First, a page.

UC Berkeley’s sustainability course offerings make up more than 61 percent of all campus courses, based on a provisional review of the course catalogue. On the undergraduate level, UC Berkeley offers over 900 sustainability-focused courses and 1,600 sustainability-inclusive courses. On the graduate level, UC Berkeley offers almost 600 graduate sustainability-focused courses and roughly 1,000 sustainability-inclusive courses. Sustainability course offerings come from 113 different departments, and classes don't come only from perhaps more predictable departments such as Environmental Science, Policy, and Management. Students can dive into the global history of ecologically conscious art, architecture, cinema, sustainable design, and urban planning (HISTART 105) or learn how environmental concerns have shaped the history of American landscape architecture since 1850 (AMERSTD C171). Through the American Cultures course requirement, every Berkeley undergraduate takes a course with material that is sustainability-supportive, preparing students with specific skills that are critical for addressing sustainability challenges (e.g., social and ethical responsibility).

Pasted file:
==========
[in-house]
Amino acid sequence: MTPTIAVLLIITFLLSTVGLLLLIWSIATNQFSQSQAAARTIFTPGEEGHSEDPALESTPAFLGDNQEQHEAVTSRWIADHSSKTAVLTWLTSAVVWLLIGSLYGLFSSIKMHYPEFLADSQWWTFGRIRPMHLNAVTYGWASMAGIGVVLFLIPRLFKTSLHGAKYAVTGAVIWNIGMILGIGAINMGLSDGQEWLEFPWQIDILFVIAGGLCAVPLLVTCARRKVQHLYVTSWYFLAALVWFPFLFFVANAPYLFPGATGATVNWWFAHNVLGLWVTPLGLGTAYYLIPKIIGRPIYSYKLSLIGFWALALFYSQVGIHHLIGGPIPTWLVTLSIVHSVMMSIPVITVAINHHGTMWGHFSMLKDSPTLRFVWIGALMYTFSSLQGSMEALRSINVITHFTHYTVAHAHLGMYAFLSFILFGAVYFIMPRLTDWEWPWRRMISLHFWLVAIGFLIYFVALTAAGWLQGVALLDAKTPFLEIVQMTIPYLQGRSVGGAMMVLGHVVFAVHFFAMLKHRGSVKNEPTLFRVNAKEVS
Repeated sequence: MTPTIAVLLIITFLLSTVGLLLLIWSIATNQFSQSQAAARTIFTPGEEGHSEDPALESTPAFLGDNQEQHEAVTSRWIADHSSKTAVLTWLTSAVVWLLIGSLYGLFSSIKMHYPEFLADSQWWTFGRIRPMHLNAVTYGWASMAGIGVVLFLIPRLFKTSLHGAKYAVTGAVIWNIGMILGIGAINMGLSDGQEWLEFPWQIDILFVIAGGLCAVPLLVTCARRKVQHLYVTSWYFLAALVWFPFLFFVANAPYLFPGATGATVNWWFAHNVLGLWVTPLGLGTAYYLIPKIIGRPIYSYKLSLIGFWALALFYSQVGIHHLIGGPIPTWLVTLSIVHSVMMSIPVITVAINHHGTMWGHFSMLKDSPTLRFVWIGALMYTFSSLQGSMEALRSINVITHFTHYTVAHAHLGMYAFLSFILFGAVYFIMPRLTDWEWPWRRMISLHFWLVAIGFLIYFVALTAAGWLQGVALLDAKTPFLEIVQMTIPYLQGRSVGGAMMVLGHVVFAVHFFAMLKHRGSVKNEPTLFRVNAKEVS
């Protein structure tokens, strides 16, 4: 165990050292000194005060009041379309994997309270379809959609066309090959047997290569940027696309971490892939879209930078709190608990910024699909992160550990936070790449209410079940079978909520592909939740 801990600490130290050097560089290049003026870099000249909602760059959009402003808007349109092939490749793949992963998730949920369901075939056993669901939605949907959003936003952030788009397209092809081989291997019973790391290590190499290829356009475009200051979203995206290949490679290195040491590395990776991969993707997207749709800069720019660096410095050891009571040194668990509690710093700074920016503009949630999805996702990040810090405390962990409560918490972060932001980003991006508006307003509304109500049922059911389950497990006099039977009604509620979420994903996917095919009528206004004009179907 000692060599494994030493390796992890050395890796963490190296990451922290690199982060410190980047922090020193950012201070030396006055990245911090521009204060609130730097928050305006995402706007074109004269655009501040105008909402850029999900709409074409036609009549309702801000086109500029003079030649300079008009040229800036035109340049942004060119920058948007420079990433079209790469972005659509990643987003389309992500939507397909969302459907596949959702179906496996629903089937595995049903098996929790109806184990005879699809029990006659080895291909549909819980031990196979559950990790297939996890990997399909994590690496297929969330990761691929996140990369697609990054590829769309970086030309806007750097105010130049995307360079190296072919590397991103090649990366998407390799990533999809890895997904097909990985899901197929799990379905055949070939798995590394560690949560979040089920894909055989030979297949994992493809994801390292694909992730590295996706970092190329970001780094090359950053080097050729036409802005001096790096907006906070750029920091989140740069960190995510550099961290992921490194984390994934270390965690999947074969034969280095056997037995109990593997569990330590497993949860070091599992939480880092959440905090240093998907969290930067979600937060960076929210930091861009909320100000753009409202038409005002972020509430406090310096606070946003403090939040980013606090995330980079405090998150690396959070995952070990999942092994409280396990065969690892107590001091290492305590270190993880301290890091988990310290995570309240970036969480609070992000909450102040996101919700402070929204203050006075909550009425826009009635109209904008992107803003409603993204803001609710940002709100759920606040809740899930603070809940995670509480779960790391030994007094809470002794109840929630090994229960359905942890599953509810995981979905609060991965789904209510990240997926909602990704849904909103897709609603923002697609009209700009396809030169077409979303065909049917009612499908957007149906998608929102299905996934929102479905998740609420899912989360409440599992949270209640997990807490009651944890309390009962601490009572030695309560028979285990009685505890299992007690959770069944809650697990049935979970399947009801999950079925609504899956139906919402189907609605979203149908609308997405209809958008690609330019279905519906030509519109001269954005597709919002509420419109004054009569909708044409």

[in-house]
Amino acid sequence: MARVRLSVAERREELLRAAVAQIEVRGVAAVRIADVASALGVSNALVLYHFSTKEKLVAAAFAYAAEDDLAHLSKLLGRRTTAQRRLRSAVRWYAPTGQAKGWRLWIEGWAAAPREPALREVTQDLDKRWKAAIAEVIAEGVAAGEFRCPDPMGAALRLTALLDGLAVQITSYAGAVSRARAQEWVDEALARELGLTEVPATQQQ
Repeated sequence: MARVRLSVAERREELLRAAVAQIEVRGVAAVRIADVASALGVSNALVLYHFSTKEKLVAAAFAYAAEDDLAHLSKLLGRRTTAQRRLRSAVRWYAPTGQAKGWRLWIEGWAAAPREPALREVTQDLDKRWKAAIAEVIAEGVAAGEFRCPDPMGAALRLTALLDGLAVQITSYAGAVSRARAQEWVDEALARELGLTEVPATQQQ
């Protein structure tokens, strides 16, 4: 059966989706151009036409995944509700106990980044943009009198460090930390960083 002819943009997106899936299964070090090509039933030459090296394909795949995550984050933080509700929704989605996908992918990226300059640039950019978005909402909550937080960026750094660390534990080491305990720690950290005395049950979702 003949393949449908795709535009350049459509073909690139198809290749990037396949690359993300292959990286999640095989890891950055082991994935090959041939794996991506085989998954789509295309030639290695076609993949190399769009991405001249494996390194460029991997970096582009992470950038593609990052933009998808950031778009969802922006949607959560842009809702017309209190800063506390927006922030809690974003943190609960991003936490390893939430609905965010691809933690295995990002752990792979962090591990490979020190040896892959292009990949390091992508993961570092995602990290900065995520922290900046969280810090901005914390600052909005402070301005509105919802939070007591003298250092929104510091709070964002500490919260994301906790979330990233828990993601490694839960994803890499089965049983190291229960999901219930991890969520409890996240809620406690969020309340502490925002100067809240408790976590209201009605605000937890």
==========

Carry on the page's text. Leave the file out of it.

UC Berkeley also offers a wide range of related degree programs, including almost 30 graduate degree programs, over 25 undergraduate programs, and almost 20 minors. Students working towards these credentials find additional intellectual camaraderie in Berkeley’s many research centers related to the environment and sustainability.
UC Berkeley Extension Education, or "UNEX" has an extensive range of sustainability programs and courses, which make up 10 percent of UC Berkeley Extension course offerings. Sustainability courses include sustainable design, energy for sustainability, and environmental monitoring. Extension Education classes can be taken to supplement regular course offerings, for self enrichment, or to earn a certificate.
See the Campus Initiative section of this site under Academics and Learning for more information on sustainability-related learning opportunities and educational goals at UC Berkeley.
Student reading a book on the edge of the Hearst Mining reflection pool
Studying in the quietude of a eucalyptus grove